How to cash out of FTX (but only if you're filthy rich) - Decrypt

How to cash out of FTX (but only if you’re filthy rich) – Decrypt

In the wake of the complete collapse of crypto exchange FTX, along with its founder Sam Bankman-Fried’s multi-billion dollar fortune, it appears that further financial chicanery is in the offing.

Withdrawals and internal balance transfers in non-US iterations of the exchange have been frozen since the exchange’s collapse earlier this week, leaving billions of dollars in customer funds stranded and irretrievable.

However, on Thursday, FTX announced that it had resumed limited withdrawals for customers based in the Bahamas as a result of favorable laws in the country. Pictures then began circulating online by an enigmatic account appearing daily business of over 300 million dollars, share to countless trades of around $70,000, significantly more than the account typically trades. Observers wondered if it was part of a clever, if highly illegal, attempt by users outside the Bahamas to recoup millions in otherwise frozen funds.

There are a number of theories. The first is that the account, based outside the US, uses a variation of a technique known as “wash trading” to remove its assets to safe territory. Wash trading, simply put, is when an account trades against itself to create the illusion of a lively market. In this case, one account – let’s call it Account A – trades with a counterparty, Account B, which is based in the Bahamas.

Eli Williams designs algorithmic market makers and was among the first to notice the odd series of trades. In an interview with Decrypthe speculated that account B acts as a “market maker” for account A, acting as a buyer for A’s huge trades in a market that is otherwise almost entirely illiquid.

Wash trading, without interference from authentic market interests, essentially allows buyers and sellers to choose their own prices. William’s guess—and let’s be clear, it’s just a guess, though supported by almost everyone in the incestuous online gossip mill where I’m forever ensconced—is that Account A is deliberately selling to Account B at a huge loss, making that B to get a big profit on every trade. This effectively transfers A’s funds to B, who can then calmly withdraw them in whatever sun-drenched Bahama he lives in.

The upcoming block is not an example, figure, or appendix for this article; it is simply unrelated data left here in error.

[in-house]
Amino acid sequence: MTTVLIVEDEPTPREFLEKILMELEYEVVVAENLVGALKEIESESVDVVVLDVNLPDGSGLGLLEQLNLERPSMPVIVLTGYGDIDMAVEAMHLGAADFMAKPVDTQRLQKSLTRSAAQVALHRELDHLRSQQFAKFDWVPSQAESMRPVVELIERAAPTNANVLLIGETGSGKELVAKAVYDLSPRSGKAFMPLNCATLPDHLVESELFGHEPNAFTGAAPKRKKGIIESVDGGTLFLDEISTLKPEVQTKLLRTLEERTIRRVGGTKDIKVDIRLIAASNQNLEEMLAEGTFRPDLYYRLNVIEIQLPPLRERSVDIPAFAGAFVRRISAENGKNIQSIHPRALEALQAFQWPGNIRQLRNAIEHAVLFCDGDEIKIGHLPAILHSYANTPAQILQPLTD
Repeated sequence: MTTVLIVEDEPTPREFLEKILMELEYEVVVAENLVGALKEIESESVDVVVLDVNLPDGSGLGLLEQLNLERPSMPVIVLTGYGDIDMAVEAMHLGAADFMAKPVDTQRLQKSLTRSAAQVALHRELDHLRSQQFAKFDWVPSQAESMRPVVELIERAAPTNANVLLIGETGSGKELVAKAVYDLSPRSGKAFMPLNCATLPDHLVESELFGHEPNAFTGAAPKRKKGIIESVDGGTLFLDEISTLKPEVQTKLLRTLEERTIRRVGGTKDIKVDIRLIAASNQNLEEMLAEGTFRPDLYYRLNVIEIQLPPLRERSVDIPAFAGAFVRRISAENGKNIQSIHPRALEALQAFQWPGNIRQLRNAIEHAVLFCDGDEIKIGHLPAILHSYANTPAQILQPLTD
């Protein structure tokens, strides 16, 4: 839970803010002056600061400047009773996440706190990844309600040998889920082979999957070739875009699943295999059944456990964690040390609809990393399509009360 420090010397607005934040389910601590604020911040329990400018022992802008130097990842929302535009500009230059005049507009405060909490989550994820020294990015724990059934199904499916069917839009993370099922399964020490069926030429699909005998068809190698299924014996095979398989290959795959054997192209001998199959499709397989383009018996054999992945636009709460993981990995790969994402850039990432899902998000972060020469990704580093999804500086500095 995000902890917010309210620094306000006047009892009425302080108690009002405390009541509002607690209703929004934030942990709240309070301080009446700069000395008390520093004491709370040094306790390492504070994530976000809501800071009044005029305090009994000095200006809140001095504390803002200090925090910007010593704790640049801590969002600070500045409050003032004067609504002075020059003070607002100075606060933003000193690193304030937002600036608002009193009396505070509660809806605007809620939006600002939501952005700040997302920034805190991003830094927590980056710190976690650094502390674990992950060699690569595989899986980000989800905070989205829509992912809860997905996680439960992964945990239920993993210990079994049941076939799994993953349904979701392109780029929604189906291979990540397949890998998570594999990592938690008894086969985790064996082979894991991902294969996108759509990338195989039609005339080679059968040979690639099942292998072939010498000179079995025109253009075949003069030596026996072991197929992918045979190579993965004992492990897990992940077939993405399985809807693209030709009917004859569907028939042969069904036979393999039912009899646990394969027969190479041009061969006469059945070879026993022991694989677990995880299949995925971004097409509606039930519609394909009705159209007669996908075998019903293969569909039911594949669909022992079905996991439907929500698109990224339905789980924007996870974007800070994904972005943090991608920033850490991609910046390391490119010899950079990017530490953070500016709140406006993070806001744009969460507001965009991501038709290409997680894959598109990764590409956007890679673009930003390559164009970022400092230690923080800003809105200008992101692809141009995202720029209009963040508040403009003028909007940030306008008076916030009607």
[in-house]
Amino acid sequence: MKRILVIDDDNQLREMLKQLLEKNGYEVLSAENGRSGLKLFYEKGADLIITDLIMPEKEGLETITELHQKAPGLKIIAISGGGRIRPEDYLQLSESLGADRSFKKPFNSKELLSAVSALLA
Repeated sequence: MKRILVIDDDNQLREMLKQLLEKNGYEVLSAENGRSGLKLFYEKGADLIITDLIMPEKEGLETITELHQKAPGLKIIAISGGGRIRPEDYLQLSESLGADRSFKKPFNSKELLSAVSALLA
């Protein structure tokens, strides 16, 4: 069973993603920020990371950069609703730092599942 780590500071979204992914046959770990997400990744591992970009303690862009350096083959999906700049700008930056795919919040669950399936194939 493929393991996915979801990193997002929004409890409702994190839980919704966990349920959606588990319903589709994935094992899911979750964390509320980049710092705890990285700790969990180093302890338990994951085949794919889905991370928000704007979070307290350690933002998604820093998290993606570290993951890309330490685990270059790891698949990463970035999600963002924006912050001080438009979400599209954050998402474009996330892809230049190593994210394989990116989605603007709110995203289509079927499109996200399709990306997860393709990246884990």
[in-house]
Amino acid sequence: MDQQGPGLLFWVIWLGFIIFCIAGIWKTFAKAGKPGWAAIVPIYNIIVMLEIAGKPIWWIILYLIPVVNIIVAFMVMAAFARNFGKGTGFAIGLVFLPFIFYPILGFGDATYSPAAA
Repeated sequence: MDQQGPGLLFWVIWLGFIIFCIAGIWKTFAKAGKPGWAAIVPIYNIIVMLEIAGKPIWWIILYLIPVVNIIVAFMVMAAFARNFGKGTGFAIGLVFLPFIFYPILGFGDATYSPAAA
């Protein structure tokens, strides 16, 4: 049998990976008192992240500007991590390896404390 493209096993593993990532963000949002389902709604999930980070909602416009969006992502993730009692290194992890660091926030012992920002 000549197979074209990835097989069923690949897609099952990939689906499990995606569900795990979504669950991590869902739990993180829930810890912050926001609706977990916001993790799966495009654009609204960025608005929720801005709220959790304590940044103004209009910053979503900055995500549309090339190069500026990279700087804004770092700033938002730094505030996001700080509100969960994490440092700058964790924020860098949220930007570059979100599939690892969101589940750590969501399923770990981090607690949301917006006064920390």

“If they are successful,” Williams explained, “it results in a small percentage of the amount traded being effectively transferred from A to B on each trade, reducing A’s balance until it goes to zero.”

He explained it again in idiot’s terms: “You sell me an apple for $1, I sell it back to you for $2, you sell it back to me for $1, I sell it back to you for $2 again,” he said. “I now have $2 of yours that I didn’t have before.”

And voila! Your millions are homeless.

Of course, no one could succeed in this. As mentioned, the two parties must be sure that no other traders could unknowingly become involved in their system – that is, participate as buyers or sellers. It must be an “almost empty order book,” Williams said. Otherwise, “someone else can trade with you and get in the way of your laundry trade.”

Likewise, the amounts traded must be huge, to ensure that the revenue from each manufactured “loss” is large enough to be worth it. “My intuition is that it doesn’t make sense to risk it, legally, unless the amounts are very large,” Williams says. “If you have $18 million in a stock market, you can afford to hire high-octane legal counsel if it comes to that.” (By “it,” I assume he means some kind of prosecution—this is market manipulation we’re talking about.)

More importantly, both parties must also have known each other beforehand. “It can only be done between two parties who have previously agreed on terms and know the market and timing of trades,” says Williams. They may have reached out to each other on Twitter, A may have bribed B over (or indeed under) the counter, or – more likely – it’s “all done by one party who has a set of API keys for both A’s and B’s ’s accounts.”

Which brings us to the question: WHO can this autoarbitrage be?

It is hard to say. The culprit must be very wealthy and possibly based in the Bahamas. A few has suspected a popular trader known as Algod, who was seen to have made a number of suspicious trades, but Algod has strictly denied any interference.

Nor is Williams the only theory about what exactly the mysterious stories are about. Jordan Fish, host of the crypto-themed UpOnlyTV podcast, speculated that the Bahamas account actually bought up the NFTs induced by account A. “The Bahamas account creates an NFT, [and] the stuck user buys NFT with their full balance,” he tweeted.

“This appears to be the first recorded case of NFT tools in existence,” Fish added.


The views and opinions expressed by the author are for informational purposes only and do not constitute financial, investment or other advice.

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